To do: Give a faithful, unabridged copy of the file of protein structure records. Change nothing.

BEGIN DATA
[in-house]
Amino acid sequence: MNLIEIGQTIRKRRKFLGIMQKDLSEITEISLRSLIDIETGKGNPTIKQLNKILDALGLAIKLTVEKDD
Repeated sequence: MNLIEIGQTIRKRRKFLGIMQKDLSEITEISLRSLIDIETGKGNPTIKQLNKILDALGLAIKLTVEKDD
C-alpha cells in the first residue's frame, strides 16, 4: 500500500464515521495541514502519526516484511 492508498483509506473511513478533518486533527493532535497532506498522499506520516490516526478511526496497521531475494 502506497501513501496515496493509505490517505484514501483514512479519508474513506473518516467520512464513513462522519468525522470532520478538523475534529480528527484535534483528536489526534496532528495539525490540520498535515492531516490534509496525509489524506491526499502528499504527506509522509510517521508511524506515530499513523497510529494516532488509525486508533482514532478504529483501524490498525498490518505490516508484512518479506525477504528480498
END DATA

[in-house]
Amino acid sequence: MNLIEIGQTIRKRRKFLGIMQKDLSEITEISLRSLIDIETGKGNPTIKQLNKILDALGLAIKLTVEKDD
Repeated sequence: MNLIEIGQTIRKRRKFLGIMQKDLSEITEISLRSLIDIETGKGNPTIKQLNKILDALGLAIKLTVEKDD
C-alpha cells in the first residue's frame, strides 16, 4: 500500500464515521495541514502519526516484511 492508498483509506473511513478533518486533527493532535497532506498522499506520516490516526478511526496497521531475494 502506497501513501496515496493509505490517505484514501483514512479519508474513506473518516467520512464513513462522519468525522470532520478538523475534529480528527484535534483528536489526534496532528495539525490540520498535515492531516490534509496525509489524506491526499502528499504527506509522509510517521508511524506515530499513523497510529494516532488509525486508533482514532478504529483501524490498525498490518505490516508484512518479506525477504528480498